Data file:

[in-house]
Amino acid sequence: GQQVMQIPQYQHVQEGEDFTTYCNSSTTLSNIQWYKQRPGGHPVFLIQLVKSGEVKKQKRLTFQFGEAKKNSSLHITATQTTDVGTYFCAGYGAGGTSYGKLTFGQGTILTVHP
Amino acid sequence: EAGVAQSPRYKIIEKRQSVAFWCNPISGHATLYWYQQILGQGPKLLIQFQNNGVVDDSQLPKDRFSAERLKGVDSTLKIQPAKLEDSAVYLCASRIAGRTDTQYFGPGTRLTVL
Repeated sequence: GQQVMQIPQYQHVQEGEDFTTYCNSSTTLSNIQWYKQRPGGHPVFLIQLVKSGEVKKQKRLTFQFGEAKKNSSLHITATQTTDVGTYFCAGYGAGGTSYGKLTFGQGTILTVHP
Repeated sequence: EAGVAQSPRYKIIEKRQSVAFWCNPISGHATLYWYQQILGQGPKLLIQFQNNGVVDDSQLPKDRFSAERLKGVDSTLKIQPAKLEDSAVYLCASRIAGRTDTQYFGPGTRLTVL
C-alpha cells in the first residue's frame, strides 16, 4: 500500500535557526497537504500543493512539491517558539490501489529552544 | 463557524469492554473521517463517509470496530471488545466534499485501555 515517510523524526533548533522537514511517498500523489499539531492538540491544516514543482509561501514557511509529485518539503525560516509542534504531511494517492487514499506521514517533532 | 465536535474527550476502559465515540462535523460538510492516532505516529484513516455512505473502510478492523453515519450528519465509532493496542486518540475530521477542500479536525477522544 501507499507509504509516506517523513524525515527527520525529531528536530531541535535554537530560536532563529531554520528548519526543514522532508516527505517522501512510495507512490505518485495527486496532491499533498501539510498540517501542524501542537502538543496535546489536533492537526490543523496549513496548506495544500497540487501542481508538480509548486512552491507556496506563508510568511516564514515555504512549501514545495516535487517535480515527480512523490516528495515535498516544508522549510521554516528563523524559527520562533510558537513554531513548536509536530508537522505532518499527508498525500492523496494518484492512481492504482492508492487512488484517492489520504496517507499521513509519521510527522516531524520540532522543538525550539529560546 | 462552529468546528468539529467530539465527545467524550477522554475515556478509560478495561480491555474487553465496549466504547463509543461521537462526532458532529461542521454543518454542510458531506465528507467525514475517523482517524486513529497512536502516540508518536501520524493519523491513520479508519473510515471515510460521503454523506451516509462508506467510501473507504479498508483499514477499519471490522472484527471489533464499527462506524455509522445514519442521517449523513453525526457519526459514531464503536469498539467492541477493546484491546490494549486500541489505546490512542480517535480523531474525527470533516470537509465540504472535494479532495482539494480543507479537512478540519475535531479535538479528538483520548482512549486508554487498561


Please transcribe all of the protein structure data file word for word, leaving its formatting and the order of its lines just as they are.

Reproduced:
[in-house]
Amino acid sequence: GQQVMQIPQYQHVQEGEDFTTYCNSSTTLSNIQWYKQRPGGHPVFLIQLVKSGEVKKQKRLTFQFGEAKKNSSLHITATQTTDVGTYFCAGYGAGGTSYGKLTFGQGTILTVHP
Amino acid sequence: EAGVAQSPRYKIIEKRQSVAFWCNPISGHATLYWYQQILGQGPKLLIQFQNNGVVDDSQLPKDRFSAERLKGVDSTLKIQPAKLEDSAVYLCASRIAGRTDTQYFGPGTRLTVL
Repeated sequence: GQQVMQIPQYQHVQEGEDFTTYCNSSTTLSNIQWYKQRPGGHPVFLIQLVKSGEVKKQKRLTFQFGEAKKNSSLHITATQTTDVGTYFCAGYGAGGTSYGKLTFGQGTILTVHP
Repeated sequence: EAGVAQSPRYKIIEKRQSVAFWCNPISGHATLYWYQQILGQGPKLLIQFQNNGVVDDSQLPKDRFSAERLKGVDSTLKIQPAKLEDSAVYLCASRIAGRTDTQYFGPGTRLTVL
C-alpha cells in the first residue's frame, strides 16, 4: 500500500535557526497537504500543493512539491517558539490501489529552544 | 463557524469492554473521517463517509470496530471488545466534499485501555 515517510523524526533548533522537514511517498500523489499539531492538540491544516514543482509561501514557511509529485518539503525560516509542534504531511494517492487514499506521514517533532 | 465536535474527550476502559465515540462535523460538510492516532505516529484513516455512505473502510478492523453515519450528519465509532493496542486518540475530521477542500479536525477522544 501507499507509504509516506517523513524525515527527520525529531528536530531541535535554537530560536532563529531554520528548519526543514522532508516527505517522501512510495507512490505518485495527486496532491499533498501539510498540517501542524501542537502538543496535546489536533492537526490543523496549513496548506495544500497540487501542481508538480509548486512552491507556496506563508510568511516564514515555504512549501514545495516535487517535480515527480512523490516528495515535498516544508522549510521554516528563523524559527520562533510558537513554531513548536509536530508537522505532518499527508498525500492523496494518484492512481492504482492508492487512488484517492489520504496517507499521513509519521510527522516531524520540532522543538525550539529560546 | 462552529468546528468539529467530539465527545467524550477522554475515556478509560478495561480491555474487553465496549466504547463509543461521537462526532458532529461542521454543518454542510458531506465528507467525514475517523482517524486513529497512536502516540508518536501520524493519523491513520479508519473510515471515510460521503454523506451516509462508506467510501473507504479498508483499514477499519471490522472484527471489533464499527462506524455509522445514519442521517449523513453525526457519526459514531464503536469498539467492541477493546484491546490494549486500541489505546490512542480517535480523531474525527470533516470537509465540504472535494479532495482539494480543507479537512478540519475535531479535538479528538483520548482512549486508554487498561